We can all look back on our lives and point to examples of challenging situations, knowing that what we’re about to face may be a new and difficult circumstance. It may be different and unsettling, but this is not beyond the realm of our capability because we’ve done it before. We have faced obstacles before and persevered.
David and Goliath.
When we hear those names, the imagery that comes to mind is the underdog. Someone weak overcoming something powerful. Even when the odds are against you, you can come out victorious. Maybe we even spiritualize it and say, “With God’s power, we can accomplish anything. With God on our side, we can overcome giants.”
When we look at this scripture and see it simply as overcoming something challenging, that’s a limited use of the text. It has everything to do with God, seeing how big He is, our perspective of God, and how we live that out.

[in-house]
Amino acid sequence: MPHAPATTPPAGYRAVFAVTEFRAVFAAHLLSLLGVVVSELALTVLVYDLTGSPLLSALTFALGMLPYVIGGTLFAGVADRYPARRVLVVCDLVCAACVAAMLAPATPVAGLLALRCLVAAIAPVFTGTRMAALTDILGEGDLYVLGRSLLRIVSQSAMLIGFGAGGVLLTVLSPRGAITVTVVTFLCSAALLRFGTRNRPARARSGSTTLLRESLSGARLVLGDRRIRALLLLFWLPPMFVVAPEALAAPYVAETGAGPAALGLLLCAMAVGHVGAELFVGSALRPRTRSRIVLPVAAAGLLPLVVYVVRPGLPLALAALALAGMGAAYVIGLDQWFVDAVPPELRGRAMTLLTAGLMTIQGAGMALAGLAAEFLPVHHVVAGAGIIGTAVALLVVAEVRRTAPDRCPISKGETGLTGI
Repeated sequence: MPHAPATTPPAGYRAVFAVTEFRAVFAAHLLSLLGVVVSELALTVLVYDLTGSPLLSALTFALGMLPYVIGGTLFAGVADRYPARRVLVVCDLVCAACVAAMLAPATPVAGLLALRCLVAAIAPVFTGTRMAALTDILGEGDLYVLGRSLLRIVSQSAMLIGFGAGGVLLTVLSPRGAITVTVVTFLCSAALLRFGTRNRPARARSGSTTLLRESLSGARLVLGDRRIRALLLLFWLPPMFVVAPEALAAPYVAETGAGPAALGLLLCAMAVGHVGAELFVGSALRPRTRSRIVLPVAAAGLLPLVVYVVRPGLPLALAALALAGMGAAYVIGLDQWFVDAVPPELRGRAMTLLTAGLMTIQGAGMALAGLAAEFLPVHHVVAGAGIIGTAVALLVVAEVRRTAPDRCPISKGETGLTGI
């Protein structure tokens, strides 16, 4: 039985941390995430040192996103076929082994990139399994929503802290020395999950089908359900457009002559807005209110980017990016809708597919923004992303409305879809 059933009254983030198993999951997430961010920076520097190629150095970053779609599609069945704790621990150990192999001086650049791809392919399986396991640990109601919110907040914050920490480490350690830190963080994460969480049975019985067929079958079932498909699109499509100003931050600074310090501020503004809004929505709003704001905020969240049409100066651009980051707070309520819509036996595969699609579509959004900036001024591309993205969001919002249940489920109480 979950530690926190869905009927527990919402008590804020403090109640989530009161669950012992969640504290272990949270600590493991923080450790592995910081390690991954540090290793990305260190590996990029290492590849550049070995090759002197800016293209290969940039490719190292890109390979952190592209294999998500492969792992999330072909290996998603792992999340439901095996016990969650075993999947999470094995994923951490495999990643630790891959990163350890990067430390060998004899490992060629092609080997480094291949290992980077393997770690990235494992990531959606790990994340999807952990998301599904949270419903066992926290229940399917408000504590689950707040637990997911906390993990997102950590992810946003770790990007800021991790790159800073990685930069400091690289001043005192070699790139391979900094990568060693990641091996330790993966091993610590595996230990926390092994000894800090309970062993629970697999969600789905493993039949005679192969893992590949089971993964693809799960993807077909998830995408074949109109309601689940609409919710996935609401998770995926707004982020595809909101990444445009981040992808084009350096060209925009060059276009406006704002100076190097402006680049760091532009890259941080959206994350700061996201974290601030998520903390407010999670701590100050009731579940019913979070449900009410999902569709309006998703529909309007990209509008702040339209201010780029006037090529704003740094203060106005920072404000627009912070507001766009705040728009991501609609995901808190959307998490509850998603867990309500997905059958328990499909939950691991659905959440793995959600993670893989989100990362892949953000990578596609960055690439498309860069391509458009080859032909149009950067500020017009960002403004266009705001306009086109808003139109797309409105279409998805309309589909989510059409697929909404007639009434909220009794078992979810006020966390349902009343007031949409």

Goliah’s Tale of the Tape:
Goliah is shouting at the Israelites, mocking them, and challenging them to a fight. He says, “If I win, you become our servants, but if you win, we become your servants.” And Goliah didn’t do this for 1 or 2 days. It went on for 40 days, and no one stepped forward. But someone else comes into camp.
David’s Tale of the Tape:
David comes to camp and hears Goliath’s words and accusations. He decides to go to Saul, and this happens.
Something we see in this text is that we live what we believe.
Think about voting in an election. You have a core truth that you adhere to, and then the way you show that you believe that is by casting your vote toward the candidate that most closely aligns with that belief. We live what we believe.
David believes that he can beat this giant. It’s not because he’s an amazing fighter, has blind faith, or believes in underdog stories. It’s because he knows who fought his previous battle. He’s rooting his confidence in God’s precedent.
What David does and what we need to do to embrace a bigger reality of God is to look back to look forward.